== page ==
Nothing is more Americana than cruising across the country in an RV. For decades, families and groups of friends have gone on epic journeys that don’t involve checking luggage and waiting in long security lines. Instead, an RV gives you the freedom of the road and all the possibilities you may come across along the way.
An RV trip is a bucket list item every man should check off. If you plan to do just that this summer, now is the time to get serious about prepping for your first motorhome adventure.
Outfit Your RV So It Stays Neat
Even if you bought a brand new RV, chances are you’ll want to make a few adjustments here and there to make the trip go smoothly. In addition to cosmetic changes, one of the key areas to focus on is securing everything.
A motorhome is a home in motion. You’ll quickly realize each turn knocks things out of place if the RV isn’t setup properly. Unfortunately, many RVs don’t come with extras like fridge braces and cupboard bars. You also may need to install drawer and cabinet locks to keep things from shifting.
Make Your RV More Social
Let’s face it. You didn’t get an RV just to sit in it all day. You got an RV to see more of the country, have new experiences and meet people. Getting out and being social is part of the fun.
Oftentimes RV owners get so focused on the interior they forget about ways the exterior can be customized to improve safety and provide a sociable outdoor living space. There are tons of ways you can customize the outside with functional accessories like wheel skirts, sliding doors and awnings for RVs. Finding a comfortable shaded spot can be difficult, but with the right accessories it’s a non-issue. There are also countless grill setups that are guaranteed to make your RV a hot spot at any campsite.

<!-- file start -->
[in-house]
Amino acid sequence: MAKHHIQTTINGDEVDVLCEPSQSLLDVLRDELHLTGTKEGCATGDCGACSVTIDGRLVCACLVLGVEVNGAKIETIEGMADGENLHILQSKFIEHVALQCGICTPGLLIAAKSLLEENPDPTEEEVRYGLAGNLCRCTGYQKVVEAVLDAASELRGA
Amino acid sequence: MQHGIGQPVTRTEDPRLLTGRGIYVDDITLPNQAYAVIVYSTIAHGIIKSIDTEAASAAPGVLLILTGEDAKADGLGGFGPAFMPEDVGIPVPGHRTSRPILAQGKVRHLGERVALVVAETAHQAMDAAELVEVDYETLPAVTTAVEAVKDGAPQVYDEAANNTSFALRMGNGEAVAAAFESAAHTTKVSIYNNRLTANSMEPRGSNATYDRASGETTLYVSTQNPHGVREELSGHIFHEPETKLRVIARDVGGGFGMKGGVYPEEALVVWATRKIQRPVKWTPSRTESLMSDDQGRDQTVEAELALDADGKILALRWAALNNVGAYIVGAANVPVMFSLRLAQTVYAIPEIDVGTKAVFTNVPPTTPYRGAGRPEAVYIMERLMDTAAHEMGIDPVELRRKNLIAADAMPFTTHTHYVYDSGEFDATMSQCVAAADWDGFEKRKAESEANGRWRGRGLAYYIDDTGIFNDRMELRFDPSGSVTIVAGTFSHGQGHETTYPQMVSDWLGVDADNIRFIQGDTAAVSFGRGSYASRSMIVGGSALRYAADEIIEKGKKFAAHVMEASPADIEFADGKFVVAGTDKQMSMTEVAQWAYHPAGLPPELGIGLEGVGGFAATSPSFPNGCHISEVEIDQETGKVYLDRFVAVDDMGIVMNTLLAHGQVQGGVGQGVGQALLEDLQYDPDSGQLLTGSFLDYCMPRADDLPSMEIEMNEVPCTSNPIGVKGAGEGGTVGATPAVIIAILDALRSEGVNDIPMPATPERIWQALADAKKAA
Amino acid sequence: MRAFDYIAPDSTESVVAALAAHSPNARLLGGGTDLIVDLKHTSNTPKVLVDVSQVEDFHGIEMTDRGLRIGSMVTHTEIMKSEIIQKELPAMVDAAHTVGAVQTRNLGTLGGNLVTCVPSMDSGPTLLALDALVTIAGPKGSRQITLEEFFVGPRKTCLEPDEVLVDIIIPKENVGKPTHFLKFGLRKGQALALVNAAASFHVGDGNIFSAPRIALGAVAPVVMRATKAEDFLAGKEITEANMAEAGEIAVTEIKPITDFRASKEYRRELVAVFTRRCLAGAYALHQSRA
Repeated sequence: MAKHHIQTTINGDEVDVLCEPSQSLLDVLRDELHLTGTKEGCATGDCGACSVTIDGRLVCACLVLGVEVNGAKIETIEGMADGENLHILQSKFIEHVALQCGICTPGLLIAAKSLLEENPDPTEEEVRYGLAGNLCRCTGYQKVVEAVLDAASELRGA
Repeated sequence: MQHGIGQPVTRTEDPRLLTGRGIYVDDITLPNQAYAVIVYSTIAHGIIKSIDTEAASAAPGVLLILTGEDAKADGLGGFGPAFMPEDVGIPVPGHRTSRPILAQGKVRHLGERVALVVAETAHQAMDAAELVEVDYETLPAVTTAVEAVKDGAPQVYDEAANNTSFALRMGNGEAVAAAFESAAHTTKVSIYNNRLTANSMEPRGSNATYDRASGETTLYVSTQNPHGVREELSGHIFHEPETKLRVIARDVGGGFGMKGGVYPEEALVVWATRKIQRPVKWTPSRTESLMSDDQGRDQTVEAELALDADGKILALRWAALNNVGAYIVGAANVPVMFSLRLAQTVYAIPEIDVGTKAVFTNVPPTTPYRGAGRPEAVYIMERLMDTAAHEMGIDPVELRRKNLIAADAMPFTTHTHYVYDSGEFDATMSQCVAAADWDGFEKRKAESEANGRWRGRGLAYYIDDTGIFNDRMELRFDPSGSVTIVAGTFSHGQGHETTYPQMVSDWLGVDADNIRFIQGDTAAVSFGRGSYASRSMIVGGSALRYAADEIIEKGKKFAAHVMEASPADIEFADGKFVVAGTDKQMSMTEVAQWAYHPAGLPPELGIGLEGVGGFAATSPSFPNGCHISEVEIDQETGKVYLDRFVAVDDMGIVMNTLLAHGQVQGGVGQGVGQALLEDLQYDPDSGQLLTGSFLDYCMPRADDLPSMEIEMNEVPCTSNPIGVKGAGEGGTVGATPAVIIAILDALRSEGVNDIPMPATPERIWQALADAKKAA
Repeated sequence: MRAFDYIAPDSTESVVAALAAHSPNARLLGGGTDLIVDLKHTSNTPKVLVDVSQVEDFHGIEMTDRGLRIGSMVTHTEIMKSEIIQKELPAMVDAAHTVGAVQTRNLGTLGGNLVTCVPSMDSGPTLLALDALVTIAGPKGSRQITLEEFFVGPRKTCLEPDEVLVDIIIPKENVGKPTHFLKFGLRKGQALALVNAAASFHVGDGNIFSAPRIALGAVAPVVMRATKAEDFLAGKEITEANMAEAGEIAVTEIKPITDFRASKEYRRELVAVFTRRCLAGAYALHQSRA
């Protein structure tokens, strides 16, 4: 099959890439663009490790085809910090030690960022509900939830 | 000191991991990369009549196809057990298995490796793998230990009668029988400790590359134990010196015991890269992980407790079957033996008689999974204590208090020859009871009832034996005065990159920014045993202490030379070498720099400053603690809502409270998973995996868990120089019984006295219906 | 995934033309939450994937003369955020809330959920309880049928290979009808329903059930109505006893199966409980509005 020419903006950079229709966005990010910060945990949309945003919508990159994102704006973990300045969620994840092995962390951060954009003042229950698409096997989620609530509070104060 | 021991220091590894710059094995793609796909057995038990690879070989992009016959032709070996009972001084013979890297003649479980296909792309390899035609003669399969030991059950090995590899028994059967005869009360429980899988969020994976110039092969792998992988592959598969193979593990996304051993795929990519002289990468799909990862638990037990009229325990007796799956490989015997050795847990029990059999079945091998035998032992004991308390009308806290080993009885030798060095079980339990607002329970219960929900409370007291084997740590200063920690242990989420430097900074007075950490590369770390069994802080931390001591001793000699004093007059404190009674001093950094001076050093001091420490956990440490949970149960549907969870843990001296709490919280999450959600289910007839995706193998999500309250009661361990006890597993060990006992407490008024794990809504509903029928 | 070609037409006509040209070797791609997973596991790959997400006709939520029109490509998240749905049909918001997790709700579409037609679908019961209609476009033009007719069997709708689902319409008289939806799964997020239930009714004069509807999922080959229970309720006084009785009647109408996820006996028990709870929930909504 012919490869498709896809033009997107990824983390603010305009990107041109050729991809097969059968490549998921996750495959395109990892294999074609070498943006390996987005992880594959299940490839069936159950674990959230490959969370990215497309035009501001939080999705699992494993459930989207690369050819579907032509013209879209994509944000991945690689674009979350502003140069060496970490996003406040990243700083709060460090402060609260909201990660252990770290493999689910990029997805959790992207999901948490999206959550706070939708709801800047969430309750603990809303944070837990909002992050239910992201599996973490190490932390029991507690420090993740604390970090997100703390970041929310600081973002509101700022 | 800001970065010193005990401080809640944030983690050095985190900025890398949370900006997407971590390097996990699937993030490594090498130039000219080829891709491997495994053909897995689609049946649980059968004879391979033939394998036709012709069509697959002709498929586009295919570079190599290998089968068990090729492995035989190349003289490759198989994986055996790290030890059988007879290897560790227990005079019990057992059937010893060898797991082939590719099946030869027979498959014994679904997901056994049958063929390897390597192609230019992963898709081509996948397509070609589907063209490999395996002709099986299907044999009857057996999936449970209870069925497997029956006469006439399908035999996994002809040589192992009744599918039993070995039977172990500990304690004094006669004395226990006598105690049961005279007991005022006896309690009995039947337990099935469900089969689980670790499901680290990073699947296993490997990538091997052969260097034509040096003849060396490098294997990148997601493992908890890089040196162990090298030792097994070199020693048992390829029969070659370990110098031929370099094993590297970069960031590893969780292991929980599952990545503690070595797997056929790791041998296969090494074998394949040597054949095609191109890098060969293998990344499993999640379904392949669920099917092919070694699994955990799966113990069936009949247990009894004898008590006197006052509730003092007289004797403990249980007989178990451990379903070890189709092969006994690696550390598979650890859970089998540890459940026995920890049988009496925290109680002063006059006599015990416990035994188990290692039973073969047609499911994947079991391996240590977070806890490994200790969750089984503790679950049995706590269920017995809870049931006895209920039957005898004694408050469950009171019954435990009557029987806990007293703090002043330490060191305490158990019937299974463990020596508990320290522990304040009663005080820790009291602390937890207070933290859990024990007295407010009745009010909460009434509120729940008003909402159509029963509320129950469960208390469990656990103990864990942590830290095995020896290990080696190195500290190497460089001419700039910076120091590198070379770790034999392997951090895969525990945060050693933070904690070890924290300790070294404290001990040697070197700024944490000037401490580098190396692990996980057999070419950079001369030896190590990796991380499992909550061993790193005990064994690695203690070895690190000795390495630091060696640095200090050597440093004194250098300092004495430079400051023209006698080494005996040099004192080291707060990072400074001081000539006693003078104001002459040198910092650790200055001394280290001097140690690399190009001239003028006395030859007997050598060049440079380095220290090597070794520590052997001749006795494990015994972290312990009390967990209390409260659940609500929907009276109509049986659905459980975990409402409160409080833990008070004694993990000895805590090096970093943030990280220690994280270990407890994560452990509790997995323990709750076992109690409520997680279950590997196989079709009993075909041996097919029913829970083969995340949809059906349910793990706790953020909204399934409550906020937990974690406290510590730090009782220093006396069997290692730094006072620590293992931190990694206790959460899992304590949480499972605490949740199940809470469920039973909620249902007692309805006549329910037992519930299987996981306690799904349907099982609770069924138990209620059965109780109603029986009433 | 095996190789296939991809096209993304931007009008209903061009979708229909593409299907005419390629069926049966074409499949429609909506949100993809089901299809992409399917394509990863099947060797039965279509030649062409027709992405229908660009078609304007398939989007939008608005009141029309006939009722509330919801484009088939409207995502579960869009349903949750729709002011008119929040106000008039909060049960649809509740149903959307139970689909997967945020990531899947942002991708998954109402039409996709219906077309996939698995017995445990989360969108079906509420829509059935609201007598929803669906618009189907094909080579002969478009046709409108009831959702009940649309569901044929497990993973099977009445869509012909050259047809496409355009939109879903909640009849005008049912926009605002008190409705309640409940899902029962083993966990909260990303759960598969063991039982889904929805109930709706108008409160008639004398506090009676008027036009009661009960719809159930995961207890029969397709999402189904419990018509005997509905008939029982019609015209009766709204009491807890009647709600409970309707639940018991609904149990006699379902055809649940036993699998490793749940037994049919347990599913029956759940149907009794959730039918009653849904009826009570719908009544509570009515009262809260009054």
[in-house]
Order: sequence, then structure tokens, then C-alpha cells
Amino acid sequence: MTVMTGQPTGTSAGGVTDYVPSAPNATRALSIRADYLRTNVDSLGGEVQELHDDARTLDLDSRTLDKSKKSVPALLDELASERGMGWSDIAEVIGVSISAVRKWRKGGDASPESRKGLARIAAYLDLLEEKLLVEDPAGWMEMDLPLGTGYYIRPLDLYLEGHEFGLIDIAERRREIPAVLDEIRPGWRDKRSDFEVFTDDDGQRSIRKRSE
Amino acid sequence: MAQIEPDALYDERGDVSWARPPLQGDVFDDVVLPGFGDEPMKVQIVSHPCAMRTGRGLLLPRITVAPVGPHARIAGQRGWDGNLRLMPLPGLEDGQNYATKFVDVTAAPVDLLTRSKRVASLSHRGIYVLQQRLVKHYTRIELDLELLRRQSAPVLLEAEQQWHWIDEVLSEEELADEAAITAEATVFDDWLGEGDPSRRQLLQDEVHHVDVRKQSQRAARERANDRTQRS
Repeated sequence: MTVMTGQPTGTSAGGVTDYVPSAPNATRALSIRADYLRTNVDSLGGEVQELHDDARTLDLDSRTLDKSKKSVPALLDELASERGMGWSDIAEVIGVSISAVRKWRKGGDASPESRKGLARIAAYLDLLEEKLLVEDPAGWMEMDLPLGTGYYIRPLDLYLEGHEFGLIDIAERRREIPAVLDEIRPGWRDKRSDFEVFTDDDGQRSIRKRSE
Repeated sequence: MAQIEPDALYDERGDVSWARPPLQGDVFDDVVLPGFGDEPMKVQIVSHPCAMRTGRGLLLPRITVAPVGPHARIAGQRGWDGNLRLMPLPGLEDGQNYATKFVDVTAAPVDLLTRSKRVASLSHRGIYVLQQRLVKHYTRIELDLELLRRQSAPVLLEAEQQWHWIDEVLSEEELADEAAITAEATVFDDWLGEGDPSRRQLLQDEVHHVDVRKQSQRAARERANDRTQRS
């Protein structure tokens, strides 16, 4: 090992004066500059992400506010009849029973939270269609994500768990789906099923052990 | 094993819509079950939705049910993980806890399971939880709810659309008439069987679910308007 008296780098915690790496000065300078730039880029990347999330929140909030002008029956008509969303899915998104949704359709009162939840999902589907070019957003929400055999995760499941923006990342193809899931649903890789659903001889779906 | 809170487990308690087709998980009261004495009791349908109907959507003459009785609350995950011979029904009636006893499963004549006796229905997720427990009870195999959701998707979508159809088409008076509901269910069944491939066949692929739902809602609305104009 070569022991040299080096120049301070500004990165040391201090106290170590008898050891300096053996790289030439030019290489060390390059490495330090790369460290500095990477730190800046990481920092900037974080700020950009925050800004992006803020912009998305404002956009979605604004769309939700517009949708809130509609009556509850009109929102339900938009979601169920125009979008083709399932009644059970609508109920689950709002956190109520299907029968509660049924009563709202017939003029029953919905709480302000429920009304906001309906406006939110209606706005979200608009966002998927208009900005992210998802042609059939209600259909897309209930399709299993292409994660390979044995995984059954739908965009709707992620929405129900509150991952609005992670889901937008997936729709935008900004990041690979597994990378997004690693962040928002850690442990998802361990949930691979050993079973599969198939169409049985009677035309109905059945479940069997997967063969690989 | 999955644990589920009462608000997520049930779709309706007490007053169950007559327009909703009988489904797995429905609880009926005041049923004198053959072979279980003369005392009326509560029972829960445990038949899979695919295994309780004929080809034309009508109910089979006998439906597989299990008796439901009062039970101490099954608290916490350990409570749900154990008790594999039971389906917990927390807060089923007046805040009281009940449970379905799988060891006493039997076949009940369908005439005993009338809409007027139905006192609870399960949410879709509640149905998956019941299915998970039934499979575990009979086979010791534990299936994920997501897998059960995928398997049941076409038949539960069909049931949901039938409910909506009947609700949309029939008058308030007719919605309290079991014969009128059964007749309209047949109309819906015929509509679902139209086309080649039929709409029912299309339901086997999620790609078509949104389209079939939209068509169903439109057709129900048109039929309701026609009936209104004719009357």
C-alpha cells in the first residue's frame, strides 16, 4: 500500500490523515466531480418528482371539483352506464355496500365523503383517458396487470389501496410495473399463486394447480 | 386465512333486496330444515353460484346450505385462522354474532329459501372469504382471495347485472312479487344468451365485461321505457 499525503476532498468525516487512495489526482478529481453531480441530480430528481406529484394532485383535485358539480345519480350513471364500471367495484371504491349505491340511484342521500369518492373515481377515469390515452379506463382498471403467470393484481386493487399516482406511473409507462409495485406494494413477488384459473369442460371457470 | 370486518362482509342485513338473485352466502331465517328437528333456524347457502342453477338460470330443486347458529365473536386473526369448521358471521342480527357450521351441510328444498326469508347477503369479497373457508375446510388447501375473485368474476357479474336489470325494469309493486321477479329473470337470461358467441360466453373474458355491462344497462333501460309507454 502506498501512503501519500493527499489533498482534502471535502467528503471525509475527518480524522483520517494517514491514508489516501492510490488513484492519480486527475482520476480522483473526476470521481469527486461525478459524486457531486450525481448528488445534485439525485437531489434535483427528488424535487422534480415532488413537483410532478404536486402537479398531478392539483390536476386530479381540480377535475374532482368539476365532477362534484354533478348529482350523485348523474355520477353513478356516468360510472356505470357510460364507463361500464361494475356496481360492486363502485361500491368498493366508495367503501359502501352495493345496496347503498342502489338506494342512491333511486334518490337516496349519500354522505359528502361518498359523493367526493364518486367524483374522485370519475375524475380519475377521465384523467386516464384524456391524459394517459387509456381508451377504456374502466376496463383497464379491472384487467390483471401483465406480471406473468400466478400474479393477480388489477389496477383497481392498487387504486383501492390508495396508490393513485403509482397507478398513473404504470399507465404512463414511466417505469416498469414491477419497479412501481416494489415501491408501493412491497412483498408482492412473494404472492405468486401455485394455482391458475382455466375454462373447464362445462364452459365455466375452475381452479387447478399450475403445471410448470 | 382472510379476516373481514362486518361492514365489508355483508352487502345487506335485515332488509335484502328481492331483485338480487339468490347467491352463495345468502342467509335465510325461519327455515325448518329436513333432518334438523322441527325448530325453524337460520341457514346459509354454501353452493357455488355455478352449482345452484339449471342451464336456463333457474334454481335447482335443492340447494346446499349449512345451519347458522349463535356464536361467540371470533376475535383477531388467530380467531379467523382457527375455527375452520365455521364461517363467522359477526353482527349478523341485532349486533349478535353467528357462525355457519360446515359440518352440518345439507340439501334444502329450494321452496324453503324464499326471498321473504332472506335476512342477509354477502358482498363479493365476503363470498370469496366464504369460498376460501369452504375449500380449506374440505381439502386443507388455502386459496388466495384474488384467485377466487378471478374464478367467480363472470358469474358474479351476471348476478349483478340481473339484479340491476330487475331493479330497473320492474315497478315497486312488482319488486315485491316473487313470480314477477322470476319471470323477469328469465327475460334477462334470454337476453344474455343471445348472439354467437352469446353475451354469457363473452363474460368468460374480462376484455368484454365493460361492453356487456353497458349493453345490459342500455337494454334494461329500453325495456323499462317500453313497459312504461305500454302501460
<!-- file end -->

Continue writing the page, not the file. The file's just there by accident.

Plan for Accommodating Pets
Some animals love to travel while others get very anxious. Keeping your dog happy when you travel involves more than making sure they have food and water. The longer the trip is the more important it is that your pet has comfortable accommodations.
Before you hit the road let them explore the inside and outside of the RV. Try to clear out a space in the RV that’s just for your pet. Bring along the bed they like to sleep on to make the space feel more familiar. Bringing along some of their favorite toys can also make them feel more relaxed and keep them entertained.
Take the RV for a Few Road Tests
Before you take a long-distance trip it’s a good idea to become familiar with your RV and comfortable driving it in different situations. Take the RV for at least a handful of test-drives to get a feel for how it handles. If you can replicate the driving conditions you’ll come across on your trip that’s even better.
Practice switching lanes, going up and down inclines, merging and accelerating on the highway. The practice drivers will also give you a better idea of how things move around in the RV while it’s in motion.
Getting Your Rig Ready for the Road
Nothing is more important than doing maintenance before you hit the road and making sure to pack essential tools. This is just a short list of tasks that should be handled before every RV trip:
- Do a thorough check to make sure all of the RV equipment and components are in good working condition.
- Make sure you have a basic toolkit on board.
- Bring a spare tire that’s road ready.
- Pack extra light bulbs and fuses.
- Keep heavy-duty jumper cables in the RV.
- Take leveling blocks and wheel chocks.
- Pack lanterns, headlights and flashlights.
- Make sure you have dump gloves and equipment emptying the holding tanks.
- Stock up on water supplies including splitter valves, water pressure regulators and filters.
If you’re not sure what all you’ll need, use this RV tools checklist that covers everything from essentials to emergency equipment.
Use Checklists to Keep Things in Order
Setting up and breaking down at a campsite is a little more involved than picking a spot and plugging in a few hookups. Everyone has their own unique campground routine, but creating a checklist can help ensure no step gets missed. Remember, forgetting to secure just one drawer could cause a major mess.